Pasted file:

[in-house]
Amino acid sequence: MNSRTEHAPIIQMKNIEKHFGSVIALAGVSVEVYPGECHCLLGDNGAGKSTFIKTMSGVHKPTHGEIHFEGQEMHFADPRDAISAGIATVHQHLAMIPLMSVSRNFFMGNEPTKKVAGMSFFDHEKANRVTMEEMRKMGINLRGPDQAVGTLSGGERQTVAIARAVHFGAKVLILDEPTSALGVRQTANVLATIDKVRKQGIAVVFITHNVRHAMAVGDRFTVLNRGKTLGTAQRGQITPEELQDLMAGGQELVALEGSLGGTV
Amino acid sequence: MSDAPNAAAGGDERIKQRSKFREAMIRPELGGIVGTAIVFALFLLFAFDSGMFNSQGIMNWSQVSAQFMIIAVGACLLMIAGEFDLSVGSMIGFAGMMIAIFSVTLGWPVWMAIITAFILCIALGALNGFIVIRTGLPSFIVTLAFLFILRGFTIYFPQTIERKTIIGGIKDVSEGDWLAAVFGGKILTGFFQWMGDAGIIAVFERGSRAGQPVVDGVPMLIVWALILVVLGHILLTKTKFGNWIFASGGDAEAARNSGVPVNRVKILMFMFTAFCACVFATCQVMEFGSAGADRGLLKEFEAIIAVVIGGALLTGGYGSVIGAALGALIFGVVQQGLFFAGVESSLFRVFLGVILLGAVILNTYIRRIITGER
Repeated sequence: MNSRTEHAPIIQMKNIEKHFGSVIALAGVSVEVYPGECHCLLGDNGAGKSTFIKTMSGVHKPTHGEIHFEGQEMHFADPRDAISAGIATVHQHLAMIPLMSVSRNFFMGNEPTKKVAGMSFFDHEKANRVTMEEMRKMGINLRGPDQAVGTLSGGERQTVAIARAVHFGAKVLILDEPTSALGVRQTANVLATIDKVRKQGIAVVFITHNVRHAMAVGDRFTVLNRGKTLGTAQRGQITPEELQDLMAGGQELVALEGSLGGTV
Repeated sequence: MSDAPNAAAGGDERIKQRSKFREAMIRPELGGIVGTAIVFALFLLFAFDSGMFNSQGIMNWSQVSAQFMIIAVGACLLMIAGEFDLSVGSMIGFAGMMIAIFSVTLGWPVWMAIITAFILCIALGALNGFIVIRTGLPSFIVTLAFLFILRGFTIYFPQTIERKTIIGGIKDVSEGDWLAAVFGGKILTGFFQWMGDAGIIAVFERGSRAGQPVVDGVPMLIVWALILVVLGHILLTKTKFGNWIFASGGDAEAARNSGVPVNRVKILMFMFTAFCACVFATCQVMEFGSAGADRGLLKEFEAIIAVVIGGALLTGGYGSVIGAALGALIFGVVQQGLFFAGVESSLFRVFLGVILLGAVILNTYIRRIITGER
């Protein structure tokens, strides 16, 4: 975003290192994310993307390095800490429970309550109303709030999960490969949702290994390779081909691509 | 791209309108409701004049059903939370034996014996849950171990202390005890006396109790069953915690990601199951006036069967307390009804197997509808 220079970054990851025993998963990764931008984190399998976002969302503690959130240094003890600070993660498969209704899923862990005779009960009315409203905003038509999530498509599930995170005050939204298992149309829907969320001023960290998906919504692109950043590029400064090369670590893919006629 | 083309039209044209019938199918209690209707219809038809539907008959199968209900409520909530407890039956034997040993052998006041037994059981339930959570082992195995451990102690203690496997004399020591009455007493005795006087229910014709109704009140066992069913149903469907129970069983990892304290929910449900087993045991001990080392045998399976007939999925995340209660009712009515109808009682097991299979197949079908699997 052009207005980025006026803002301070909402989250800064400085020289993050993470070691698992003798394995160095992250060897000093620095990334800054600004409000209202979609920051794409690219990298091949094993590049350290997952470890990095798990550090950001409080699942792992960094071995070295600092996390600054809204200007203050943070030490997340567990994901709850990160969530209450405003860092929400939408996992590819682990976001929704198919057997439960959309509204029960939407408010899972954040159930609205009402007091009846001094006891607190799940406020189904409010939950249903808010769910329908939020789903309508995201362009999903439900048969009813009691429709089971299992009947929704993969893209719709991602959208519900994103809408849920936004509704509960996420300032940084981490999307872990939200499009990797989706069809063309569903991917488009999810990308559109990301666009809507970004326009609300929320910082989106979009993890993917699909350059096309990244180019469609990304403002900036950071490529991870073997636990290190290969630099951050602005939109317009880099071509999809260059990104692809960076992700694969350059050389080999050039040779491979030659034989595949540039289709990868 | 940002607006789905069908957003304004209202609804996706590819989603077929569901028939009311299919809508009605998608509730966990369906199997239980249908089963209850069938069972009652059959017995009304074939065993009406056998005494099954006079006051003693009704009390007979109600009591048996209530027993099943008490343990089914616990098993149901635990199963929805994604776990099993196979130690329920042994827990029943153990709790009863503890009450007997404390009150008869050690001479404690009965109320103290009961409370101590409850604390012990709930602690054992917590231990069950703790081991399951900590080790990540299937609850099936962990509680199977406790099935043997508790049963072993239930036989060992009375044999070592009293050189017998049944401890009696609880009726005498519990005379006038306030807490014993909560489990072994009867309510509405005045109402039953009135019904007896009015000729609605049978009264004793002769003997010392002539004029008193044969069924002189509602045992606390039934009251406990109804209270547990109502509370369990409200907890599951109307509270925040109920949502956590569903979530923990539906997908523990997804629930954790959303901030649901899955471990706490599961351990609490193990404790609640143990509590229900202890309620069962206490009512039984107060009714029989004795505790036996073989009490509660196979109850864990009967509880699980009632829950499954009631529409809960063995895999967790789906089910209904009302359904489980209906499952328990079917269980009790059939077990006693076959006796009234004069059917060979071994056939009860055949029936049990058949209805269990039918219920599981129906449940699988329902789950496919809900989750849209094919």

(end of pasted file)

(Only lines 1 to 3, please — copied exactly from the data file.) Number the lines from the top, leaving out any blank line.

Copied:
[in-house]
Amino acid sequence: MNSRTEHAPIIQMKNIEKHFGSVIALAGVSVEVYPGECHCLLGDNGAGKSTFIKTMSGVHKPTHGEIHFEGQEMHFADPRDAISAGIATVHQHLAMIPLMSVSRNFFMGNEPTKKVAGMSFFDHEKANRVTMEEMRKMGINLRGPDQAVGTLSGGERQTVAIARAVHFGAKVLILDEPTSALGVRQTANVLATIDKVRKQGIAVVFITHNVRHAMAVGDRFTVLNRGKTLGTAQRGQITPEELQDLMAGGQELVALEGSLGGTV
Amino acid sequence: MSDAPNAAAGGDERIKQRSKFREAMIRPELGGIVGTAIVFALFLLFAFDSGMFNSQGIMNWSQVSAQFMIIAVGACLLMIAGEFDLSVGSMIGFAGMMIAIFSVTLGWPVWMAIITAFILCIALGALNGFIVIRTGLPSFIVTLAFLFILRGFTIYFPQTIERKTIIGGIKDVSEGDWLAAVFGGKILTGFFQWMGDAGIIAVFERGSRAGQPVVDGVPMLIVWALILVVLGHILLTKTKFGNWIFASGGDAEAARNSGVPVNRVKILMFMFTAFCACVFATCQVMEFGSAGADRGLLKEFEAIIAVVIGGALLTGGYGSVIGAALGALIFGVVQQGLFFAGVESSLFRVFLGVILLGAVILNTYIRRIITGER